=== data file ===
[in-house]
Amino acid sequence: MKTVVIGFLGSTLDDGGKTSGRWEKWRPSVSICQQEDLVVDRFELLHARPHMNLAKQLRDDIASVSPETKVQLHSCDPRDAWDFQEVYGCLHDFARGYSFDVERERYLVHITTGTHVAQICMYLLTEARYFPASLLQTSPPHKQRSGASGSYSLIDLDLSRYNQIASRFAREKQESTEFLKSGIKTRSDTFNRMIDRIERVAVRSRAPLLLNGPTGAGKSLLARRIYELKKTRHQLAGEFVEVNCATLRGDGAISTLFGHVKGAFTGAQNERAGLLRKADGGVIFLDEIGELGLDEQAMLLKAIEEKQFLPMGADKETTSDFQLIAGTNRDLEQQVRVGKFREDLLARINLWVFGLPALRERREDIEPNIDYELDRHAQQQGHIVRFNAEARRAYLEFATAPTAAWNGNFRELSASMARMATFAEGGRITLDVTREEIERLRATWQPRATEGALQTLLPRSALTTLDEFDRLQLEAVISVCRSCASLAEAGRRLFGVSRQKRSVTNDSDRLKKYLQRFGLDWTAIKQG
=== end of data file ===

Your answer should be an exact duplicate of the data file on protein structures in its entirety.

[in-house]
Amino acid sequence: MKTVVIGFLGSTLDDGGKTSGRWEKWRPSVSICQQEDLVVDRFELLHARPHMNLAKQLRDDIASVSPETKVQLHSCDPRDAWDFQEVYGCLHDFARGYSFDVERERYLVHITTGTHVAQICMYLLTEARYFPASLLQTSPPHKQRSGASGSYSLIDLDLSRYNQIASRFAREKQESTEFLKSGIKTRSDTFNRMIDRIERVAVRSRAPLLLNGPTGAGKSLLARRIYELKKTRHQLAGEFVEVNCATLRGDGAISTLFGHVKGAFTGAQNERAGLLRKADGGVIFLDEIGELGLDEQAMLLKAIEEKQFLPMGADKETTSDFQLIAGTNRDLEQQVRVGKFREDLLARINLWVFGLPALRERREDIEPNIDYELDRHAQQQGHIVRFNAEARRAYLEFATAPTAAWNGNFRELSASMARMATFAEGGRITLDVTREEIERLRATWQPRATEGALQTLLPRSALTTLDEFDRLQLEAVISVCRSCASLAEAGRRLFGVSRQKRSVTNDSDRLKKYLQRFGLDWTAIKQG